Sandpoint Magazine Summer 2005 Sandpoint Magazine Summer 2005
Sandpoint Magazine

Sandpoint Magazine Summer 2005

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Photo by Dick O'Neill

Making A Name For Schweitzer Runs

by Lisa Gerber

What’s in a name? Often, in Western cultures, children are named after living or dead family members, or they are given names of characteristics their parents hope they acquire. Interestingly, a similar naming philosophy was used in naming many of the 62 ski runs at Schweitzer Mountain Resort. Here is a primer on how some of the runs got their names – something to think about the next time you drop into your favorite ski run.
A number of runs were named after the founding “family” of Schweitzer. Jack Fowler was the man who envisioned the ski resort when he first saw the snowy basin from the valley floor. Next time you take a run down Jack’s Dream, shout out “Thanks, Jack!” Schweitzer’s first general manager, Sam Wormington, just loved the little shot from the top of Chair One to midway, Sam’s Alley. The first two ticket purchasers in 1963, Margaret and Jim Toomey, have their own piece of Schweitzer in the back bowl, called Toomey’s Trail. Dr Merritt Stiles was on the original board of directors back in 1963. His run drops off the top of the Great Escape Quad.

On a less “fortunate” note, Misfortune was named for Tom Fortune, who, upon his arrival to become the new general manager at Schweitzer, took a run there and blew out his knee in 1999. D Chute was renamed in 2003 to K-Mac’s in honor of Keith McCaw, partner in Harbor Resorts (Schweitzer’s owner) who passed away in 2002. New this year is Grant’s Nosedive, found off Ridge Run, named in honor of Grant Groesbeck, the architect of the original lodge.
How often do skiers and boarders hoot and holler on their way through the trees of Kathy’s Yard Sale? That spot was a favorite of Kathy Pelland, a long-time employee at Schweitzer who was tragically killed in a 1997 car accident. She had a passion for yard sales, and she loved to ski the trees.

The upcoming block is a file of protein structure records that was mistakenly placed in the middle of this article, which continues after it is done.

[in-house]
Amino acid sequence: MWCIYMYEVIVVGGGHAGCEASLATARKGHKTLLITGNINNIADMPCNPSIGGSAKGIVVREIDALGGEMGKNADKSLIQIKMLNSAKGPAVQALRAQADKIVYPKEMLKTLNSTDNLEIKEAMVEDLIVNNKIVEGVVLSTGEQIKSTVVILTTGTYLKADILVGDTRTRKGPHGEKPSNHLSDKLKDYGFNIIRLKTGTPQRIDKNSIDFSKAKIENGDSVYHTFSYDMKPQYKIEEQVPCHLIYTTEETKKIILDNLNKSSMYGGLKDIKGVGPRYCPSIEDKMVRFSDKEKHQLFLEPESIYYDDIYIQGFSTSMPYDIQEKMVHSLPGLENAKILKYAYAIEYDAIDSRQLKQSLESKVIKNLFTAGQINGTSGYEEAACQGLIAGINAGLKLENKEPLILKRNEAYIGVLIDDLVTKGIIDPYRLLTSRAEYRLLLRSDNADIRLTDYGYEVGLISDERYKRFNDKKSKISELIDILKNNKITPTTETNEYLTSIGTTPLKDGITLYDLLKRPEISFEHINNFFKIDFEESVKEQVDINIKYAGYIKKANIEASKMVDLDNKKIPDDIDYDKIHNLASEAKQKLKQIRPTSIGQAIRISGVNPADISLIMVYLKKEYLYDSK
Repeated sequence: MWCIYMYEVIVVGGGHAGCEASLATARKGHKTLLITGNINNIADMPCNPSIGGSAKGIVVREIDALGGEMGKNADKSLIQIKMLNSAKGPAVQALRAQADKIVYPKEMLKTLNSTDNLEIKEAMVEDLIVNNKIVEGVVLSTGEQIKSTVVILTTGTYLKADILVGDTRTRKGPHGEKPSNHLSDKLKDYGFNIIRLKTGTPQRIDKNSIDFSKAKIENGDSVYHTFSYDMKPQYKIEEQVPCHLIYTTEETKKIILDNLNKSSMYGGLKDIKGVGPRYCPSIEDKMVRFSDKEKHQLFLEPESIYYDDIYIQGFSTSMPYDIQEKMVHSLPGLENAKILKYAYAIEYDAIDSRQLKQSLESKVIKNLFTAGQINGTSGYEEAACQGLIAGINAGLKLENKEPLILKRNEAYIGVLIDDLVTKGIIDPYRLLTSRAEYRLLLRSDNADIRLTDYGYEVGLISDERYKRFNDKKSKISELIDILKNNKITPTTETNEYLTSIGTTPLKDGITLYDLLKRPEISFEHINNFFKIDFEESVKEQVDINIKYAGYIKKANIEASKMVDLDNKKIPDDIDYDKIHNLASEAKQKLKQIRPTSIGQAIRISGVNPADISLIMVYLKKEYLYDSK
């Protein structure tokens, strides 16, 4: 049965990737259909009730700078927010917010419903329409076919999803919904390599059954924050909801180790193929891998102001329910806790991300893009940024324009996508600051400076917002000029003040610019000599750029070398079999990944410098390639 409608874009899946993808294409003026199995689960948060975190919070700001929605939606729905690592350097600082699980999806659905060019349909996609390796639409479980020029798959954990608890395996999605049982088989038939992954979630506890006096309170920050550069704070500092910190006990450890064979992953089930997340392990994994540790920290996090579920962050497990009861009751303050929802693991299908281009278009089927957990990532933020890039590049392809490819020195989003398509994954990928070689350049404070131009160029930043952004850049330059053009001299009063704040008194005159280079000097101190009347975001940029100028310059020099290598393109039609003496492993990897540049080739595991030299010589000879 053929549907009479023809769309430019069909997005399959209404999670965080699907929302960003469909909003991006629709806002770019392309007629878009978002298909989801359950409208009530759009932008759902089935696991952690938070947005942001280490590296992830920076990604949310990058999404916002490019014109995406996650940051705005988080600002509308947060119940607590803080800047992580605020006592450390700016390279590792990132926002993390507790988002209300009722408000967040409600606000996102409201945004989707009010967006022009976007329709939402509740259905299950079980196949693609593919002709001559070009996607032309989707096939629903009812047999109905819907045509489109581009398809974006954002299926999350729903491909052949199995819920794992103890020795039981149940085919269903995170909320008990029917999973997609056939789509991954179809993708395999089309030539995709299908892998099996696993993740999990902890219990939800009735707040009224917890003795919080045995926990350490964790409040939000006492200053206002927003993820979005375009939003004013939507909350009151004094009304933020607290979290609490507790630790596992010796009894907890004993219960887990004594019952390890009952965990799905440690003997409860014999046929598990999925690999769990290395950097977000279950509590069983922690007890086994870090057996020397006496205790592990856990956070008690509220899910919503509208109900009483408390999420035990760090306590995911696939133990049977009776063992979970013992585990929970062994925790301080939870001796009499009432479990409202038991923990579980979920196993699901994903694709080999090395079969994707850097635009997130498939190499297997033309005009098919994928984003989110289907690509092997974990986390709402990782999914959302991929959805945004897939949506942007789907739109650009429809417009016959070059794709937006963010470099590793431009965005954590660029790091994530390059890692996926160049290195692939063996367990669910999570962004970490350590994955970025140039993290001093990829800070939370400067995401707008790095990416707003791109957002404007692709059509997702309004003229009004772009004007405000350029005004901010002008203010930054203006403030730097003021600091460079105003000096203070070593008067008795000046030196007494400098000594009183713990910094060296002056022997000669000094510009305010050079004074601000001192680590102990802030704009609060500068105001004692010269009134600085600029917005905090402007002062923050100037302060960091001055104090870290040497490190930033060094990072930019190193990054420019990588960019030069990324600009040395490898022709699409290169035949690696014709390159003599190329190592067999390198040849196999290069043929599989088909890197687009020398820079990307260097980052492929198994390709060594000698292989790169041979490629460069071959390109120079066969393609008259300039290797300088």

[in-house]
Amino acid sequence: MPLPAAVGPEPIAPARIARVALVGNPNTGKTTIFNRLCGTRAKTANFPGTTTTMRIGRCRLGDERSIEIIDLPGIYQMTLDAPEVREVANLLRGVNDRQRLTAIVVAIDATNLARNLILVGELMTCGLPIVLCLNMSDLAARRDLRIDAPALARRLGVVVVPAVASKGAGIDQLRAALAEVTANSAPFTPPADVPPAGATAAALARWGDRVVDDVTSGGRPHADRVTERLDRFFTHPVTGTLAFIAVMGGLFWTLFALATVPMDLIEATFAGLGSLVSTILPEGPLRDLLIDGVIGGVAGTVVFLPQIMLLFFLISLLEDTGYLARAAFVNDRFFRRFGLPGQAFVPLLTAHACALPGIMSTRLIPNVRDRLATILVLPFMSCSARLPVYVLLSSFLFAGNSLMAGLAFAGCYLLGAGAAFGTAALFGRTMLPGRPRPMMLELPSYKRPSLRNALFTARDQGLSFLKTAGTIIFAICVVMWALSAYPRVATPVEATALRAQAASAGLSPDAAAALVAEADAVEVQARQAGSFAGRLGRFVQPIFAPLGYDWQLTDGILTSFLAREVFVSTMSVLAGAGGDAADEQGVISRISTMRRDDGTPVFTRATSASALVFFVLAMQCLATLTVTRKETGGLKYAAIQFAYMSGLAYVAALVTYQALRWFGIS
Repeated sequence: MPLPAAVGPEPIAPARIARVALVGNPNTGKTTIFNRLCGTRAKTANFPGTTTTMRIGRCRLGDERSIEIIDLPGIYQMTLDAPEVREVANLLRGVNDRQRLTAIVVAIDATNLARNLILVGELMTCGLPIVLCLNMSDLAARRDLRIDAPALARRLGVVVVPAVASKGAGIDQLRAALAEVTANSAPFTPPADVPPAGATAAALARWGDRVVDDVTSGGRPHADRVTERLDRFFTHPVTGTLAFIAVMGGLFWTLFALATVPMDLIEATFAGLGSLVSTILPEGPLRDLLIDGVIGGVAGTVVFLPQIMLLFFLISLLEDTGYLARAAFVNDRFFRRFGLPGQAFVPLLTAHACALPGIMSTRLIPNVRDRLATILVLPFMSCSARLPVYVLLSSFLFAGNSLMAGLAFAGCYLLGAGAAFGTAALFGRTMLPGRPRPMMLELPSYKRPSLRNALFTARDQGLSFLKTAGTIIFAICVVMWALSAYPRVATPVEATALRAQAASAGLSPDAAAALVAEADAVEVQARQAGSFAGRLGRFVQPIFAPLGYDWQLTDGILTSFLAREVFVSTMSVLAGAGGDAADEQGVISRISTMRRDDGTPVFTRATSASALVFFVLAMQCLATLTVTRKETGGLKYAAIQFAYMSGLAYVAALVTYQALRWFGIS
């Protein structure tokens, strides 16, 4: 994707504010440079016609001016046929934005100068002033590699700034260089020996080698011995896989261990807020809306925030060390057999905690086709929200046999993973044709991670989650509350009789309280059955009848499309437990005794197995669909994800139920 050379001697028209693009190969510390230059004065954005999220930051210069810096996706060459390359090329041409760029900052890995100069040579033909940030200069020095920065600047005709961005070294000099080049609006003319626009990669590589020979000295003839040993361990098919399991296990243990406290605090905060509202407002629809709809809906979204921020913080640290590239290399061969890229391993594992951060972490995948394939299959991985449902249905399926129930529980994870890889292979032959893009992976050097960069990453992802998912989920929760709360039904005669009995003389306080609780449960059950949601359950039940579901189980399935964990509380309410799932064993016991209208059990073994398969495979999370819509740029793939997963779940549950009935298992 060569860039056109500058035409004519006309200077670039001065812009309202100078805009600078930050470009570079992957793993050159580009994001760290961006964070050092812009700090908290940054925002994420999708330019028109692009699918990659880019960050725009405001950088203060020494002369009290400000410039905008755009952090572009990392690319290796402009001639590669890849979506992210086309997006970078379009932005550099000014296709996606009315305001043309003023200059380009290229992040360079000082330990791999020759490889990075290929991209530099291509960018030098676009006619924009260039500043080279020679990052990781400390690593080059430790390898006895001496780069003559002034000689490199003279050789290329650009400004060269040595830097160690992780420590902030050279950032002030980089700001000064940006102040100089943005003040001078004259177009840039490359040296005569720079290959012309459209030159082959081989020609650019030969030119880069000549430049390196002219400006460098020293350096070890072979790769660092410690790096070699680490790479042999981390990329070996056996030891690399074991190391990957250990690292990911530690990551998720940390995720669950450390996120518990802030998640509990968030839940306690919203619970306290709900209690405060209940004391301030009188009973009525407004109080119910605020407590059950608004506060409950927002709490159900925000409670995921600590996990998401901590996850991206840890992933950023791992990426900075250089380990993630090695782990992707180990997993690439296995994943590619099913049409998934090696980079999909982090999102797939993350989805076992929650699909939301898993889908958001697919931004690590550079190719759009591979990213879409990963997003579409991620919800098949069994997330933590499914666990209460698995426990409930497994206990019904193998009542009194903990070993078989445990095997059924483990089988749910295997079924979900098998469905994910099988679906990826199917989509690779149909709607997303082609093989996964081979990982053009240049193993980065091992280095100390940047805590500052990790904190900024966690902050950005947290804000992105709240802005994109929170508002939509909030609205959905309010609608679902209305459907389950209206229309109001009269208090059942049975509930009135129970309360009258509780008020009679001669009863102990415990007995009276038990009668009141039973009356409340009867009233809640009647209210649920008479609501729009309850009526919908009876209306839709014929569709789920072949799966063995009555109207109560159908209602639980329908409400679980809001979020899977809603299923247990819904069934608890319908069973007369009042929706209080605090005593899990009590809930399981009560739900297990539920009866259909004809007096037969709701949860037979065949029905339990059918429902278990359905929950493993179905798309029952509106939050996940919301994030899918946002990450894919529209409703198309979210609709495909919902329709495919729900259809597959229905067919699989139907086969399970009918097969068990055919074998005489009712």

photo by Ross Hall/Hallans Collection

When the South Bowl opened to the public, Ski Patrol named each of the chutes for shot points for setting avalanche bombs. The small, square signs were installed at the top of the ridge so the patrol would know where they were in the fog. The South Bowl runs were thus named A, B, C, D and so on. The rock chutes in the middle were named R1, R2 and R3.
Once Chair 6 opened, Patrol had to dig down deep for new names because they had already used the letters. Each patrolman was given naming rights in order of their seniority. For example, Pucci’s Chute is named for Ski Patrol Director John Pucci, at the far end of the North Bowl. Poland is the area past Toomey’s Run and was named for the Polish member of the patrol, Denny Gorup.
From the top of Kohli’s Big Timber, one can see into the Cabinet Mountains where Ken Kohli’s fatal plane accident occurred in 1996. This run was named in his honor for his work with Schweitzer Alpine Racing School. The name also recognizes his role as a spokesman for the timber industry.
When the patrol wasn’t naming runs, the Brown family, who formerly owned the resort, was busily coming up with colorful names for everything opening up in the backside. “It was a big, open bowl with so many different lines, it was very challenging to come up with interesting names for each run,” said Bobbie Huguenin, daughter of Jim Brown. The family would sit around the campfire and let the creative juices flow. It was there that they came up with names like Kaniksu, Snow Ghost, The Great Divide, Cathedral, Outback, White Lightning, Abracadabra and Quicksilver. If you’ve heard the saying “falling ass over teakettle,” it gives Teakettle Trail a whole new meaning. Jim Brown insisted on that one. Nicole Huguenin, his granddaughter, liked Musical Chairs for the bunny hill. She thought about all the kids weaving down the run between the chair lift poles.
Back to the front side, JR was named for the Junior Racing team. Back then, there wasn’t a chairlift to take the racers up, so they hiked up the first steep section, set the course and then hiked back up to run the course. “That’s why I never became a racer,” says Duane “Blackie” Black, long-time ski patrolman. “That looked like too much work.”
Knowing a little bit more about the heritage and the culture of Schweitzer can certainly change one’s perspective. What might be next in the naming trend as parents try to get more creative with their kids’ names? How about naming our children after Schweitzer ski runs? “R1 Chute! Dinner is ready!” OK, well, maybe not.

Winter 2005

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